The artist name may have changed, and there is certainly development, but Berlin based Australian, Beres Jackson, is still deep in the waters of the chopped up, downbeat electronica in which he used to swim as Karoshi. Full disclosure, the label I run released an album and a couple of singles for Karoshi back in the early 2010s, so it doesn’t come as much of a surprise that I’m a fan of his music. But there hasn’t actually been much of it in the half decade since Jackson left Australia and holed up in Berlin. So I was delighted to see a note out of the blue on a Facebook feed that he’s struck out on his own now, the world of Soundcloud and Bandcamp meaning the idea of labels is less and less important for underground producers, and has a new album.
In the Karoshi days, the ghosts of múm and Boards of Canada loomed fairly large in Jackson’s sound world, given its own edge by the inclusion of his brother, David, on skittering live drums, Beres’ own guitar work and the occasional guest musician or vocalist. The swooping minor key melodies remain in play for Vacant Lake. But this music is far more synthetic, the ghosts in the machine looming much larger. ‘Waiting’ and ‘Listen Out’ both rest on short snippets of disembodied vocal waft. There’s a sense of humanity in there somewhere but it feels more eerily dystopian surrounded by choking synths and rhythms that never settle into the regularity of trip-hop (or its sample based earthiness). These rhythms head interstellar. Whereas Karoshi’s influences were artists that relied on a sense of hypnagogic nostalgia, Vacant Lakes’ nostalgia is far less organic. In the face of a contemporary culture which veers to the political right in what feels like constant shouting matches, Surface feels like it garners its effect by turning subliminal unease in to sounds that seep. It is understated in a way that, when I think it through, I’ve almost not noticed has largely disappeared from musics both underground and overground. There are no ‘big’ sounds. And therein lies its power.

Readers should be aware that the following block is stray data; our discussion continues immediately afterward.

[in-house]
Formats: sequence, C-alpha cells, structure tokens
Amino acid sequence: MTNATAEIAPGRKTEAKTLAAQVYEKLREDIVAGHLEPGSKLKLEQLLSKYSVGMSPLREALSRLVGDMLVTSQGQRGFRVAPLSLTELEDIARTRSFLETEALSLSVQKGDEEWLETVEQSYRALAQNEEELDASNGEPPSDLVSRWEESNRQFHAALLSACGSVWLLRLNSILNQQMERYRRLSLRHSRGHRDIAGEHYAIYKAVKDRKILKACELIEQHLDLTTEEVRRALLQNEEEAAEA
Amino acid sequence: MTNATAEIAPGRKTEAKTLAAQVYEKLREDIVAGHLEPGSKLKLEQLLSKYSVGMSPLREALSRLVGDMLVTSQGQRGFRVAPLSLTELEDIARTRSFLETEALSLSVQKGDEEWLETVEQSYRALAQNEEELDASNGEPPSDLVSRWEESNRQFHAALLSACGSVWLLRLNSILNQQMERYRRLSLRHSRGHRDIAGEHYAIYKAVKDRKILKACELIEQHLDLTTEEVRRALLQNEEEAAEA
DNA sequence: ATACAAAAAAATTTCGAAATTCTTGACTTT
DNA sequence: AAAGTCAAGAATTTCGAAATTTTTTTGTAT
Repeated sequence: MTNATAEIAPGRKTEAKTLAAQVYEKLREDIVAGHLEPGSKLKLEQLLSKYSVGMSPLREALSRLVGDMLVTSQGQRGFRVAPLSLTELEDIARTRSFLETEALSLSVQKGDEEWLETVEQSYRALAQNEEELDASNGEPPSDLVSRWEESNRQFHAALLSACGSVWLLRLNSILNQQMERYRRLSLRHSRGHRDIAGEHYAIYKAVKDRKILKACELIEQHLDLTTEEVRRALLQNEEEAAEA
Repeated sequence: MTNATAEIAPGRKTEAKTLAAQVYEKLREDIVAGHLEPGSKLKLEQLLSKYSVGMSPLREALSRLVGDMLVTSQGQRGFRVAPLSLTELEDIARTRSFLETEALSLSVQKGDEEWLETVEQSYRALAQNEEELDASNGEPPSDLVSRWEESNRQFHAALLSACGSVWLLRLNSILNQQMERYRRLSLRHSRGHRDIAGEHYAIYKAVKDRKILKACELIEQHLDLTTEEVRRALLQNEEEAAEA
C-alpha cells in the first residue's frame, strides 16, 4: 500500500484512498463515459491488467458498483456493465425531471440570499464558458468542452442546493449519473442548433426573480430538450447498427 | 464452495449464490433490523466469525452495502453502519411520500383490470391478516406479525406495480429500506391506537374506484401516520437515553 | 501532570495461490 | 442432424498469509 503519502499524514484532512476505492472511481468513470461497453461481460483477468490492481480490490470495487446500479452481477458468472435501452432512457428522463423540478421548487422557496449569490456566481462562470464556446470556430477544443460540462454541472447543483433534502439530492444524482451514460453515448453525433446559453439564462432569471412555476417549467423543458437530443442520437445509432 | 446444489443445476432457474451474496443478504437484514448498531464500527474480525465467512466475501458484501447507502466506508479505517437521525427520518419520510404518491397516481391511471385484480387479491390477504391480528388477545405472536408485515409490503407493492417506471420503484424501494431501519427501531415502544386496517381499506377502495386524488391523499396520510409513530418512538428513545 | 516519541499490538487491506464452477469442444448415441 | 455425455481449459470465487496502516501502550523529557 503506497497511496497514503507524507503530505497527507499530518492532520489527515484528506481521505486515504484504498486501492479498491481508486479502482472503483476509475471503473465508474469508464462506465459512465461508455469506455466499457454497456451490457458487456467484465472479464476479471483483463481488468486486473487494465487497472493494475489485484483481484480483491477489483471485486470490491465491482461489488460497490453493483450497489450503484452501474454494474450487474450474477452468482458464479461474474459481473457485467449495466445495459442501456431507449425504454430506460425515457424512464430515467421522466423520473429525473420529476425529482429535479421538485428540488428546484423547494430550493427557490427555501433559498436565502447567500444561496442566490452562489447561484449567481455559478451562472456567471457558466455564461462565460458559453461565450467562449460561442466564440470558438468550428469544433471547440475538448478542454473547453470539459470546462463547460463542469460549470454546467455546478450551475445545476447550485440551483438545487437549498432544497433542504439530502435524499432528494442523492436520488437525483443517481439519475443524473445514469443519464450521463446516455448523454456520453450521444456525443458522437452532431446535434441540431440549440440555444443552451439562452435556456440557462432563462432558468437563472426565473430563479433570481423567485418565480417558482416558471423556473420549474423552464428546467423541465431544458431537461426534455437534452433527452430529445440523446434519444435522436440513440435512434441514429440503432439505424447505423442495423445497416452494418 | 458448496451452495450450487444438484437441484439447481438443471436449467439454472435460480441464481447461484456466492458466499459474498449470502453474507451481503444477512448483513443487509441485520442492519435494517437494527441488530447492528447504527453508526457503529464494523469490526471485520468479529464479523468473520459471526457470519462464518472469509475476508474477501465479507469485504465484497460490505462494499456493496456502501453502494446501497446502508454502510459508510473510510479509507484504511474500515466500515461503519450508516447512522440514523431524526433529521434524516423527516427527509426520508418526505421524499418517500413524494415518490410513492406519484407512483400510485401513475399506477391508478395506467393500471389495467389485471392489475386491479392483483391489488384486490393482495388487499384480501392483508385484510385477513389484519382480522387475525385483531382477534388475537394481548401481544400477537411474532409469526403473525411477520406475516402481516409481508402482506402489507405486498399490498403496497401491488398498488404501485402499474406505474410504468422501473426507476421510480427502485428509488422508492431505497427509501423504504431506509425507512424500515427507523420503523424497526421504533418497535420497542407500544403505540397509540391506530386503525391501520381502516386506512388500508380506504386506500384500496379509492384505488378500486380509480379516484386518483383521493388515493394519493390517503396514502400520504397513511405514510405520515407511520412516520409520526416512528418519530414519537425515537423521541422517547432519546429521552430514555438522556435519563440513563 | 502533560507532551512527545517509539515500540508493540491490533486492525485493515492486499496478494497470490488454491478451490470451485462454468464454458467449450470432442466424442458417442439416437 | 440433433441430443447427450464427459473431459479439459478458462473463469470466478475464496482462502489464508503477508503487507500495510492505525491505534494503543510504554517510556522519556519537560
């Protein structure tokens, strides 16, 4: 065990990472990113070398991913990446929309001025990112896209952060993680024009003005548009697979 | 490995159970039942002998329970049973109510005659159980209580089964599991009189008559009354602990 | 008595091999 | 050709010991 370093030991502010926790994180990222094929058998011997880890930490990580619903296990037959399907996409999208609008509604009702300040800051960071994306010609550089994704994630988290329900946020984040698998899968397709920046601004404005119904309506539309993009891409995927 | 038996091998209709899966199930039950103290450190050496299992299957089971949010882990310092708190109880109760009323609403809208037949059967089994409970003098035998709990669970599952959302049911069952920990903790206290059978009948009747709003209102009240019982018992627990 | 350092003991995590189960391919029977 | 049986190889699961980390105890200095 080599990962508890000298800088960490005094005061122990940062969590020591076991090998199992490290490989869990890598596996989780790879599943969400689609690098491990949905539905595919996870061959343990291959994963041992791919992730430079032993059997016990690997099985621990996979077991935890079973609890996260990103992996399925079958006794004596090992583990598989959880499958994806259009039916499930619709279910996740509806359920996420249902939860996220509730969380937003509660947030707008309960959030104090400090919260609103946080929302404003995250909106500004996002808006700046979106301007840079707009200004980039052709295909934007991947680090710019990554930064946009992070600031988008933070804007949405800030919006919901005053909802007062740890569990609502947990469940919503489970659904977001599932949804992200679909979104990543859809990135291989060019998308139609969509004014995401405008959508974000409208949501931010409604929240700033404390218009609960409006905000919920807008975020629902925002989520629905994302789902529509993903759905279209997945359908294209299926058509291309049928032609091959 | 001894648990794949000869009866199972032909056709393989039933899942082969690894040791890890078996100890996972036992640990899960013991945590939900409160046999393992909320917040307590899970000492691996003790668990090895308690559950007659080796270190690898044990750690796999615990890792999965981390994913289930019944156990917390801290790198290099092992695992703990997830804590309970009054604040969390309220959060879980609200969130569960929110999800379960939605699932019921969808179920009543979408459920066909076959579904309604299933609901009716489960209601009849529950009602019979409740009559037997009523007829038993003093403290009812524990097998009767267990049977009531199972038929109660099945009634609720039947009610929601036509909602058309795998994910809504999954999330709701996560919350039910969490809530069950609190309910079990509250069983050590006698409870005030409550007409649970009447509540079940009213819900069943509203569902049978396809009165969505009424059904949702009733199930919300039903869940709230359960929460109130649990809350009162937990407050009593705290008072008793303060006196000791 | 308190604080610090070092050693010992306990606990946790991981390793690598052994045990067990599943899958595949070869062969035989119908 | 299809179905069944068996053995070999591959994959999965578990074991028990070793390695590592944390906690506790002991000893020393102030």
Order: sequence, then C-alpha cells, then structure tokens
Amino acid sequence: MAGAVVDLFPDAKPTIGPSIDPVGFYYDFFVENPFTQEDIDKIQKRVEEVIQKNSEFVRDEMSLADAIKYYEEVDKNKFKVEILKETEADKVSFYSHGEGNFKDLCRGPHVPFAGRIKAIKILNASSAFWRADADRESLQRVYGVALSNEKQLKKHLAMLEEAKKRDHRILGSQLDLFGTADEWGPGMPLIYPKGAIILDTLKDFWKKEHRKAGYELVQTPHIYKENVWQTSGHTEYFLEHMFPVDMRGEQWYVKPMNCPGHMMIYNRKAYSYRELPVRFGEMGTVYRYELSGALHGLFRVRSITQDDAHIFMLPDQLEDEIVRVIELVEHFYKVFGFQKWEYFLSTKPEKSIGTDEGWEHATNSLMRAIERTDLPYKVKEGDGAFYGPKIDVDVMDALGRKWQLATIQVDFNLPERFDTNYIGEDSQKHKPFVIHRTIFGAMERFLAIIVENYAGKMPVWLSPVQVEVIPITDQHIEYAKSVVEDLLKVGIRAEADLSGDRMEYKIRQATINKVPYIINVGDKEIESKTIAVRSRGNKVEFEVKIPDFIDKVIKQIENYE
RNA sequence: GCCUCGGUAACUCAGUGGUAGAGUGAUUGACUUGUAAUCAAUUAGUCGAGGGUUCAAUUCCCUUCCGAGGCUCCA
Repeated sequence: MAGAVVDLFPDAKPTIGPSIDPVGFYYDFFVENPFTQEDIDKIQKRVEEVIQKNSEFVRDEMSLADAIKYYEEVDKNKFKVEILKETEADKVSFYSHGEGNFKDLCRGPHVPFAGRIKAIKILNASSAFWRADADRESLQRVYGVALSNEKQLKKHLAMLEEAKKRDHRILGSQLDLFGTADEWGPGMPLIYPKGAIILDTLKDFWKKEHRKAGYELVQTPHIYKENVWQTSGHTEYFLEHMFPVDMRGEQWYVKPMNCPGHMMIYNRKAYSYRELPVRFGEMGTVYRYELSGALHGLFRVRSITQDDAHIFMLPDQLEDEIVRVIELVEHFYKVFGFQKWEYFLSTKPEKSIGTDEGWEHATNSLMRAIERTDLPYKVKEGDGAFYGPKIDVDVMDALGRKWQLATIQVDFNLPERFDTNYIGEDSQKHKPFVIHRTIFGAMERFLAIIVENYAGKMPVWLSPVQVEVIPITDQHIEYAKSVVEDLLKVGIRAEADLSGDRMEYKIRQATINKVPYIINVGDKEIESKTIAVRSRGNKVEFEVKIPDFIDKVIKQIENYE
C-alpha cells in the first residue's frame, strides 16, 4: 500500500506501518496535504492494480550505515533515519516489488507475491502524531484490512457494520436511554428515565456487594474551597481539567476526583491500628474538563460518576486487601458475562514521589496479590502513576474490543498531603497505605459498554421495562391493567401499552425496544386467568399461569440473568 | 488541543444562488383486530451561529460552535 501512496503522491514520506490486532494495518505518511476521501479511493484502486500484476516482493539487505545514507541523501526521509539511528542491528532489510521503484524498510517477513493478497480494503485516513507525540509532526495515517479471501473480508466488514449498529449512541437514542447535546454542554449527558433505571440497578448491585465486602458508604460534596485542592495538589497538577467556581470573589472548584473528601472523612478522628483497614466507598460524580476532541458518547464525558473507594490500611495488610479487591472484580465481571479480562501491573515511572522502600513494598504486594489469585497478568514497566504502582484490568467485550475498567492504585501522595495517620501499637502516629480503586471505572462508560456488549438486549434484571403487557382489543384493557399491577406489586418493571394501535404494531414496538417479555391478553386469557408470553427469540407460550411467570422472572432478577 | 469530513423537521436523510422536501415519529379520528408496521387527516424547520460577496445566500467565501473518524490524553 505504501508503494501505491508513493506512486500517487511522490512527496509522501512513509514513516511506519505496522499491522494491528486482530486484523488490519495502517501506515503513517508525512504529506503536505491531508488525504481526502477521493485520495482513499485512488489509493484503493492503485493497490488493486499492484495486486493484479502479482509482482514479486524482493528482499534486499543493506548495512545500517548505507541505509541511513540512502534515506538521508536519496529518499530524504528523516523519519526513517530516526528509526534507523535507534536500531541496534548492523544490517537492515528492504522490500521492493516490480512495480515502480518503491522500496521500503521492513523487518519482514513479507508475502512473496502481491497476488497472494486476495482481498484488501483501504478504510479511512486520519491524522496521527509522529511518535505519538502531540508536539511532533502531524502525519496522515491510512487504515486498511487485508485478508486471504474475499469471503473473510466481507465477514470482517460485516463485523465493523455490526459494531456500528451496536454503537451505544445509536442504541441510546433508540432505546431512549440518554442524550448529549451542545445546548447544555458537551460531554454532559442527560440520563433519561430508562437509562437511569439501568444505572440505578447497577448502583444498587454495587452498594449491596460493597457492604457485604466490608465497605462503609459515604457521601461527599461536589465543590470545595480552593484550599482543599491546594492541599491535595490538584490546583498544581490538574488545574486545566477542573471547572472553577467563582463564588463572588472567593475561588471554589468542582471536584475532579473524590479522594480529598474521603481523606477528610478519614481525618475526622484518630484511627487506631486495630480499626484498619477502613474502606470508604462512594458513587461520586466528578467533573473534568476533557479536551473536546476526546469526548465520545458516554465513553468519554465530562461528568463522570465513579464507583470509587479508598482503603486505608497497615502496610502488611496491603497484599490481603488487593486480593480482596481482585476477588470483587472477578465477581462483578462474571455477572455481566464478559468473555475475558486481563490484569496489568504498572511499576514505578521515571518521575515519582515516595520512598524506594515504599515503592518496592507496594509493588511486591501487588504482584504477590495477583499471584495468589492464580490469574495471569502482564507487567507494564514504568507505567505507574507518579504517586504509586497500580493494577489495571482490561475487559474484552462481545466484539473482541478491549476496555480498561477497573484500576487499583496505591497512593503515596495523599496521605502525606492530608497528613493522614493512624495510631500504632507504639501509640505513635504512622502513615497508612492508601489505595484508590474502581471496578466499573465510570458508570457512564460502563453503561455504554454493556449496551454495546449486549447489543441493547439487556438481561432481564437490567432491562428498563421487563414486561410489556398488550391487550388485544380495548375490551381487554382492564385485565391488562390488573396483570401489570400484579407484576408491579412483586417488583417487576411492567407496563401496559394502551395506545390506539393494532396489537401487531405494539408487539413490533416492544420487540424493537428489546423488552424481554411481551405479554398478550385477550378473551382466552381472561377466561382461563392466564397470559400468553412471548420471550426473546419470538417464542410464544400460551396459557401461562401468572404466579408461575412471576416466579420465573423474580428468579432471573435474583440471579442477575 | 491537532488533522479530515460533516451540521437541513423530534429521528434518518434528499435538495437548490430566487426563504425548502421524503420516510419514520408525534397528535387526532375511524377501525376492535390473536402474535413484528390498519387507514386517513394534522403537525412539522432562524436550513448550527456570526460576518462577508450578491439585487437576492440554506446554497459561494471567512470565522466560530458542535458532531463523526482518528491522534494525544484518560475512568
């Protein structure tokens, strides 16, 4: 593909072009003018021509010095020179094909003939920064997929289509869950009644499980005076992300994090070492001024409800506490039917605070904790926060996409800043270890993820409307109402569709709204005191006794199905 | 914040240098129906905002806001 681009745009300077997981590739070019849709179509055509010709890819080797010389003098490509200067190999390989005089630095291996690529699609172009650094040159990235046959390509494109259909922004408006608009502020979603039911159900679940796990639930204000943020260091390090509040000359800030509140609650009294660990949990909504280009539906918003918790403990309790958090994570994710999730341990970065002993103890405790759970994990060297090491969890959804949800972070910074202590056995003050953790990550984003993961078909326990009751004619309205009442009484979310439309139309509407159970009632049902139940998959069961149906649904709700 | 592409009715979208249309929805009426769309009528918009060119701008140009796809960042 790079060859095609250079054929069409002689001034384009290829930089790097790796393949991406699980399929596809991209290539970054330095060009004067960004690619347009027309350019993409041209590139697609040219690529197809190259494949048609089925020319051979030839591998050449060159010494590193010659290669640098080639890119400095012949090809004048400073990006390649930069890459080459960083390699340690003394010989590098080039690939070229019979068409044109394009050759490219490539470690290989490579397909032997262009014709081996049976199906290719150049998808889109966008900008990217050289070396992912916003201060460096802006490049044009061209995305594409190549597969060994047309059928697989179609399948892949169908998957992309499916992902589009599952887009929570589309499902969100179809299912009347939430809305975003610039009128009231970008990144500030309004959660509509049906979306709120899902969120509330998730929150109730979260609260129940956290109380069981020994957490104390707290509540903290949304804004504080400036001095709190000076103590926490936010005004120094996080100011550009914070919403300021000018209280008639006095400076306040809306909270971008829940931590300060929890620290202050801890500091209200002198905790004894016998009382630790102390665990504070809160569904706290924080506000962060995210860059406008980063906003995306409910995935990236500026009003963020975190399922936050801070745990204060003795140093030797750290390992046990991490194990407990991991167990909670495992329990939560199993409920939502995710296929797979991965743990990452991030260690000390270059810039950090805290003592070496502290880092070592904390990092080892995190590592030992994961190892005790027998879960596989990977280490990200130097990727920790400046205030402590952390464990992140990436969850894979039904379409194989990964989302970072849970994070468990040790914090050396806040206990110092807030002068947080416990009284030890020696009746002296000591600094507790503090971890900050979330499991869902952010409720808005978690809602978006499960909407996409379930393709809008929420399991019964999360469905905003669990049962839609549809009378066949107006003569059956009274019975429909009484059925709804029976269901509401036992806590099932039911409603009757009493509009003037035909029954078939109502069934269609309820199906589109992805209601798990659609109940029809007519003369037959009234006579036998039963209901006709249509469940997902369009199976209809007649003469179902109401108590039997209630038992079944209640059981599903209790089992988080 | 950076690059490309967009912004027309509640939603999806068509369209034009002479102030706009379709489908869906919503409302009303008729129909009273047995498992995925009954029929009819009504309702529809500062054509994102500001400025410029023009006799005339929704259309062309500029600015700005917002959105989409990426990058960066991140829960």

Many of Surface’s tracks are very brief, sub-three minutes, with just the odd workout like ‘Pressure’ heading into more regular electronic lengths. But they never feel sketchy, incomplete, or thrown away. They are a tightly strung series of vignettes which flow together into a unified half hour suite. It both hints at the apprehension of what it is to live in a western culture which always told itself that it was the promised land, while sounding like a future that could be the flickers of life that rise up, hesitantly, from its demise. I’ve no idea if I’m reading way too much into these sounds, and perhaps Jackson just loves melancholy. But successful art always comes with the baggage of its time, and this music feels, to me, exactly how I feel watching the world at the moment. Humanness sublimated under the synthetic machine, who’s glossy sheen belies the fact that, deep down, it knows the truth.